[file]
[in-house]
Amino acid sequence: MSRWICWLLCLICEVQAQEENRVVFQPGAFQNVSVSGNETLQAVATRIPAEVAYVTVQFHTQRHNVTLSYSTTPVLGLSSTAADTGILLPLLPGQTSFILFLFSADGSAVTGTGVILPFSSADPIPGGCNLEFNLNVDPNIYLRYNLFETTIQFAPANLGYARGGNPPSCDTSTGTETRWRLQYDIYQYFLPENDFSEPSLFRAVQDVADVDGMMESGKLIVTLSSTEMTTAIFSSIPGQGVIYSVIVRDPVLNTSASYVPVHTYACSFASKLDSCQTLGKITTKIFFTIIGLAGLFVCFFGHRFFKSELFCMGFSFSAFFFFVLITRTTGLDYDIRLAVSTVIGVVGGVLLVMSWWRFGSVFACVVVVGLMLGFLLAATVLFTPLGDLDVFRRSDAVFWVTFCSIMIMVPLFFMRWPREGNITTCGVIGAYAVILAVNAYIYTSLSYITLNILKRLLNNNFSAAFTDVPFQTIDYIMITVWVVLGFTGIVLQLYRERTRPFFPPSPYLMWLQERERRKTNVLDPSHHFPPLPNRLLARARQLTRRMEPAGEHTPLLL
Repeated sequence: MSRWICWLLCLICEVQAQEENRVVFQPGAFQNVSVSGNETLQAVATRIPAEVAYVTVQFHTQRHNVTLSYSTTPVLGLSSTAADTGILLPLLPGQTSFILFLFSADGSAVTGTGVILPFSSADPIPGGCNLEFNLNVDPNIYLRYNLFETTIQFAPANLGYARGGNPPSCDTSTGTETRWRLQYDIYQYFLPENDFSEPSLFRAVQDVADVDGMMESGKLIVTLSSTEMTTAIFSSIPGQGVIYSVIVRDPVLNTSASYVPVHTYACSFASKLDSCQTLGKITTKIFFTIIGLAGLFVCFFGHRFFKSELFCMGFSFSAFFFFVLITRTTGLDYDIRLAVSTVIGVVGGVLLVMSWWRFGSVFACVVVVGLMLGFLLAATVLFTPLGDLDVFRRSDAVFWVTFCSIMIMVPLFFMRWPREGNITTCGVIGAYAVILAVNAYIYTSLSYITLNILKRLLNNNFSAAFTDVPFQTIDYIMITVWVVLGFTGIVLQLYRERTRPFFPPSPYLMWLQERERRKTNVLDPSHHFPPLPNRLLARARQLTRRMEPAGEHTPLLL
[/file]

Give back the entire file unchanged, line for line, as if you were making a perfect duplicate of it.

[in-house]
Amino acid sequence: MSRWICWLLCLICEVQAQEENRVVFQPGAFQNVSVSGNETLQAVATRIPAEVAYVTVQFHTQRHNVTLSYSTTPVLGLSSTAADTGILLPLLPGQTSFILFLFSADGSAVTGTGVILPFSSADPIPGGCNLEFNLNVDPNIYLRYNLFETTIQFAPANLGYARGGNPPSCDTSTGTETRWRLQYDIYQYFLPENDFSEPSLFRAVQDVADVDGMMESGKLIVTLSSTEMTTAIFSSIPGQGVIYSVIVRDPVLNTSASYVPVHTYACSFASKLDSCQTLGKITTKIFFTIIGLAGLFVCFFGHRFFKSELFCMGFSFSAFFFFVLITRTTGLDYDIRLAVSTVIGVVGGVLLVMSWWRFGSVFACVVVVGLMLGFLLAATVLFTPLGDLDVFRRSDAVFWVTFCSIMIMVPLFFMRWPREGNITTCGVIGAYAVILAVNAYIYTSLSYITLNILKRLLNNNFSAAFTDVPFQTIDYIMITVWVVLGFTGIVLQLYRERTRPFFPPSPYLMWLQERERRKTNVLDPSHHFPPLPNRLLARARQLTRRMEPAGEHTPLLL
Repeated sequence: MSRWICWLLCLICEVQAQEENRVVFQPGAFQNVSVSGNETLQAVATRIPAEVAYVTVQFHTQRHNVTLSYSTTPVLGLSSTAADTGILLPLLPGQTSFILFLFSADGSAVTGTGVILPFSSADPIPGGCNLEFNLNVDPNIYLRYNLFETTIQFAPANLGYARGGNPPSCDTSTGTETRWRLQYDIYQYFLPENDFSEPSLFRAVQDVADVDGMMESGKLIVTLSSTEMTTAIFSSIPGQGVIYSVIVRDPVLNTSASYVPVHTYACSFASKLDSCQTLGKITTKIFFTIIGLAGLFVCFFGHRFFKSELFCMGFSFSAFFFFVLITRTTGLDYDIRLAVSTVIGVVGGVLLVMSWWRFGSVFACVVVVGLMLGFLLAATVLFTPLGDLDVFRRSDAVFWVTFCSIMIMVPLFFMRWPREGNITTCGVIGAYAVILAVNAYIYTSLSYITLNILKRLLNNNFSAAFTDVPFQTIDYIMITVWVVLGFTGIVLQLYRERTRPFFPPSPYLMWLQERERRKTNVLDPSHHFPPLPNRLLARARQLTRRMEPAGEHTPLLL